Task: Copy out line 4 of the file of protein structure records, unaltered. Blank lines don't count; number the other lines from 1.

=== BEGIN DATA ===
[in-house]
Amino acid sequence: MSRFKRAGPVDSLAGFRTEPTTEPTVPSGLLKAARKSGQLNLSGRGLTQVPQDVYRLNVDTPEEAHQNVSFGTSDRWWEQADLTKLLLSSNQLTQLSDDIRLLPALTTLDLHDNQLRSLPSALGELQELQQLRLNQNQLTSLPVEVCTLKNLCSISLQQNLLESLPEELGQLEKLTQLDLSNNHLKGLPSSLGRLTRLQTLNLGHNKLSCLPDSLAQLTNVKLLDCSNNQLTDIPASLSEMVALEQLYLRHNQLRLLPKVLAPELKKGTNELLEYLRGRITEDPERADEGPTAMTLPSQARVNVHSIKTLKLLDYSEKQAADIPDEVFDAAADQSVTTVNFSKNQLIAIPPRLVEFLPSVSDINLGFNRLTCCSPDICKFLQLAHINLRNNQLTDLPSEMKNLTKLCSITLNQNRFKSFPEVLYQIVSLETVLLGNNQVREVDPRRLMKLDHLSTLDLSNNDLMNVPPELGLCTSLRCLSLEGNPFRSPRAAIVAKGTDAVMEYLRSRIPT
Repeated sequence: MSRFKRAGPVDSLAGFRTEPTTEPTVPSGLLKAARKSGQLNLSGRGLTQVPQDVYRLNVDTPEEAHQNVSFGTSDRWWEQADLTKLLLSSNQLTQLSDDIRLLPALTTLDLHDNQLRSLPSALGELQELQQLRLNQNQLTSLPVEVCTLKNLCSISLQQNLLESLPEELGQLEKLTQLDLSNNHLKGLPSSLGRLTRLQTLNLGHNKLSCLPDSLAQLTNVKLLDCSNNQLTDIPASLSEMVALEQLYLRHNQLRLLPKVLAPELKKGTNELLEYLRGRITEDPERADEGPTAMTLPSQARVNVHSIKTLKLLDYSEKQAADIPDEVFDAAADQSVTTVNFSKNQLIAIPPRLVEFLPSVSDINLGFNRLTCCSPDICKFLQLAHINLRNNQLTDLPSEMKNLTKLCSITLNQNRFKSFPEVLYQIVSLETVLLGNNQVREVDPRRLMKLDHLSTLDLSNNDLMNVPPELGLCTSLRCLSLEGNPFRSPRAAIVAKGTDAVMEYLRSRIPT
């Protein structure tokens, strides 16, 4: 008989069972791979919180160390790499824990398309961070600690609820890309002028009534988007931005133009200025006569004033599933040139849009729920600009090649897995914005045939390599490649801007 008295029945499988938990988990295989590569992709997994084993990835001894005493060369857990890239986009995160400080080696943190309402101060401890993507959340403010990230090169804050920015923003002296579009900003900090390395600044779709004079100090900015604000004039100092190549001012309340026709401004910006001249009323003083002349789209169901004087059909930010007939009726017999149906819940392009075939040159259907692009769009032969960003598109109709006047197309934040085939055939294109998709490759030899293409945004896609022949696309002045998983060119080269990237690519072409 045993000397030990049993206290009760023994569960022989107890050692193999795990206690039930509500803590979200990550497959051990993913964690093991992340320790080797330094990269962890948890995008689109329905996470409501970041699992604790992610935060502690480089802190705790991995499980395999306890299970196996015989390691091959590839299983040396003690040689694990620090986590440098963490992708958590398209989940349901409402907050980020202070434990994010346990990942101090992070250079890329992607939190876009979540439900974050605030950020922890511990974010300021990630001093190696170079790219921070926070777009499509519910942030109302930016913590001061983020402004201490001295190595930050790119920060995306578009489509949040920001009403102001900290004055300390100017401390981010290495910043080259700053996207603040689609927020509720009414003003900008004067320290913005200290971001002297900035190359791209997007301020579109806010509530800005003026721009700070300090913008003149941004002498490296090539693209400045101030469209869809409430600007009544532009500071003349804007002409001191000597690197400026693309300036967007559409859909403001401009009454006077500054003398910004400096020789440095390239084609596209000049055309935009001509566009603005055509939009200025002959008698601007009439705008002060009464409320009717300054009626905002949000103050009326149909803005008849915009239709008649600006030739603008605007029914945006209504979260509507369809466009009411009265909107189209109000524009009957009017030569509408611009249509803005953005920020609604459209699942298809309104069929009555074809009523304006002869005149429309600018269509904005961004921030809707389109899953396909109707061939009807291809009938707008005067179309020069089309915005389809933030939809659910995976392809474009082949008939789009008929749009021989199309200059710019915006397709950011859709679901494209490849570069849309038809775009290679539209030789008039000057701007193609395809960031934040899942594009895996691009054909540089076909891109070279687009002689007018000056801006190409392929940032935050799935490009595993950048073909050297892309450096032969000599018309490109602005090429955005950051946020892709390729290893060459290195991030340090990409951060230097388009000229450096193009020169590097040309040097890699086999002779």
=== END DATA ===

């Protein structure tokens, strides 16, 4: 008989069972791979919180160390790499824990398309961070600690609820890309002028009534988007931005133009200025006569004033599933040139849009729920600009090649897995914005045939390599490649801007 008295029945499988938990988990295989590569992709997994084993990835001894005493060369857990890239986009995160400080080696943190309402101060401890993507959340403010990230090169804050920015923003002296579009900003900090390395600044779709004079100090900015604000004039100092190549001012309340026709401004910006001249009323003083002349789209169901004087059909930010007939009726017999149906819940392009075939040159259907692009769009032969960003598109109709006047197309934040085939055939294109998709490759030899293409945004896609022949696309002045998983060119080269990237690519072409 045993000397030990049993206290009760023994569960022989107890050692193999795990206690039930509500803590979200990550497959051990993913964690093991992340320790080797330094990269962890948890995008689109329905996470409501970041699992604790992610935060502690480089802190705790991995499980395999306890299970196996015989390691091959590839299983040396003690040689694990620090986590440098963490992708958590398209989940349901409402907050980020202070434990994010346990990942101090992070250079890329992607939190876009979540439900974050605030950020922890511990974010300021990630001093190696170079790219921070926070777009499509519910942030109302930016913590001061983020402004201490001295190595930050790119920060995306578009489509949040920001009403102001900290004055300390100017401390981010290495910043080259700053996207603040689609927020509720009414003003900008004067320290913005200290971001002297900035190359791209997007301020579109806010509530800005003026721009700070300090913008003149941004002498490296090539693209400045101030469209869809409430600007009544532009500071003349804007002409001191000597690197400026693309300036967007559409859909403001401009009454006077500054003398910004400096020789440095390239084609596209000049055309935009001509566009603005055509939009200025002959008698601007009439705008002060009464409320009717300054009626905002949000103050009326149909803005008849915009239709008649600006030739603008605007029914945006209504979260509507369809466009009411009265909107189209109000524009009957009017030569509408611009249509803005953005920020609604459209699942298809309104069929009555074809009523304006002869005149429309600018269509904005961004921030809707389109899953396909109707061939009807291809009938707008005067179309020069089309915005389809933030939809659910995976392809474009082949008939789009008929749009021989199309200059710019915006397709950011859709679901494209490849570069849309038809775009290679539209030789008039000057701007193609395809960031934040899942594009895996691009054909540089076909891109070279687009002689007018000056801006190409392929940032935050799935490009595993950048073909050297892309450096032969000599018309490109602005090429955005950051946020892709390729290893060459290195991030340090990409951060230097388009000229450096193009020169590097040309040097890699086999002779």